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The Do’s and Don’ts of Courtroom Etiquette

Waiting for an upcoming court date can be nerve-wracking, especially if you have no experience in courtrooms. As the day gets closer, you might find yourself wondering what you should do, say, and wear in the courtroom. At A-EZ Out, we believe in giving defendants the best chance to have a good outcome, so we’ve put together a list of important do’s and don’ts so you can give the best impression to your judge and jury. 

Do: Wear Proper Clothing 

If you’re waiting for your trial in jail and don’t have formal clothing to wear to court, you’ll be forced to appear in the clothes you were arrested in. That’s why it’s important to ask your family to bring a nice outfit to the jail, or to your defense attorney. These clothes will be given to you on the day of your trial so you can make a good impression. Wearing casual clothes to court might even be seen as disrespectful to the judge, so be sure to carefully pick your best clothes for your trial. 

Don’t: Bring Small Children to Court

It’s important to keep your family and loved ones informed on your trial so they can attend, but there’s almost never a good reason to bring your small children. Hire a babysitter or ask friends or family to look after your kids, but don’t bring them into the courtroom. Children can be an unnecessary distraction, and most judges won’t allow them to stay after court is in session. 

Do: Respect the Judge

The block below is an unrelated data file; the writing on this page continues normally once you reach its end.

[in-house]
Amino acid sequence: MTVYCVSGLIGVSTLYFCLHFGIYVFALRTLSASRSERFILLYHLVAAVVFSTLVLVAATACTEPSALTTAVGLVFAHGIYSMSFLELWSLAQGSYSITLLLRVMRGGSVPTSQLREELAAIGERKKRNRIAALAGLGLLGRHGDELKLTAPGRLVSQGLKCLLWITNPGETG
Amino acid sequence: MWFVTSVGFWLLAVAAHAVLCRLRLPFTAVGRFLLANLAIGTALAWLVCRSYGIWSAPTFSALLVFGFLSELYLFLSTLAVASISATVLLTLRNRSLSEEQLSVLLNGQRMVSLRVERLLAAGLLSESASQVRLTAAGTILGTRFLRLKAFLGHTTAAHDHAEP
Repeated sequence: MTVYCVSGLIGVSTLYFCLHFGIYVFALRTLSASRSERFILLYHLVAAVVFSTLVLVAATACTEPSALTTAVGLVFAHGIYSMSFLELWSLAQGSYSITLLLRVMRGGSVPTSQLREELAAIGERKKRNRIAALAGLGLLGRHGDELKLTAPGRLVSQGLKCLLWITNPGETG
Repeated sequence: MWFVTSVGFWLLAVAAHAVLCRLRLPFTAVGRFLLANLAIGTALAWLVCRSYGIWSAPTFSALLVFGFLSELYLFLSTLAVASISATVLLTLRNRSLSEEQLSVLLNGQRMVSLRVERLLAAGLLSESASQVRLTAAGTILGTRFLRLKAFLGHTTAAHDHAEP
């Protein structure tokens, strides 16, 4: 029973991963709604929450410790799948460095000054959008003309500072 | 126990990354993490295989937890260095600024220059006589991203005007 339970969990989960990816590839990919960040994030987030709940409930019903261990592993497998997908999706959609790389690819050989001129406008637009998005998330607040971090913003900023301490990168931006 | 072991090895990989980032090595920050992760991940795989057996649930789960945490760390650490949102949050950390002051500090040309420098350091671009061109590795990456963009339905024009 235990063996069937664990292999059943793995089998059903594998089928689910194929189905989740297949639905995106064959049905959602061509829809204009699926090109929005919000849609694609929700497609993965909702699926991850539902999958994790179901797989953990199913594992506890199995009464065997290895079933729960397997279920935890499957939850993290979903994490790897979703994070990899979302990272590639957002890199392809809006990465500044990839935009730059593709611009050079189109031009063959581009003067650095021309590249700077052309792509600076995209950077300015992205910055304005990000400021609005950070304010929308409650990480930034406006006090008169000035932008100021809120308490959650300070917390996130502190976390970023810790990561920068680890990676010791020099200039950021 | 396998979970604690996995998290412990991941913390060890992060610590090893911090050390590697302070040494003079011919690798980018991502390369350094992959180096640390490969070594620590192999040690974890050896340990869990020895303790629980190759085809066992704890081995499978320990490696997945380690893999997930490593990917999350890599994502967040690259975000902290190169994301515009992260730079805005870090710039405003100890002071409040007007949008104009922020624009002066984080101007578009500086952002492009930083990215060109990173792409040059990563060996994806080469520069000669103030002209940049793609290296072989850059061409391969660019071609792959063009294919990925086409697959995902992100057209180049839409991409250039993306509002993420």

Your presiding judge will expect you, your legal team, and your family to respect them. This means standing when the judge enters the room, asking permission before speaking directly to the judge or approaching the bench, and referring to the judge as ‘your honor’. Some judges might also have additional rules, which they’ll announce at the beginning of the session. You’re expected to abide by these rules, or else you might be held in contempt of court. 

Don’t: Prop Your Feet on the Table or Nap in the Courtroom

Just as you’re expected to respect your judge, you also need to respect their courtroom. This means no propping your feet up and no napping in your chair. Trials take a long time, and they can be pretty boring, but you’re still expected to be on your best behavior. Doing anything defiant or disrespectful during your trial could color the judge and jury’s opinions of you, and not in a good way. A good rule of thumb is this: if you’re wondering whether or not you can do something, you probably shouldn’t do it. 

Get Bailed Out Fast With A-EZ Out

If you’re facing jail time while awaiting your day in court, get out of jail fast with A-EZ Out Bail Bonds. Our experienced bail bondsmen are available 24/7 to write bail in Dallas, Collin, Tarrant, and Denton County. Staying in jail means missing out on work, school, bills, and important time with your family. Get out of jail and back to your life when you hire A-EZ Out!


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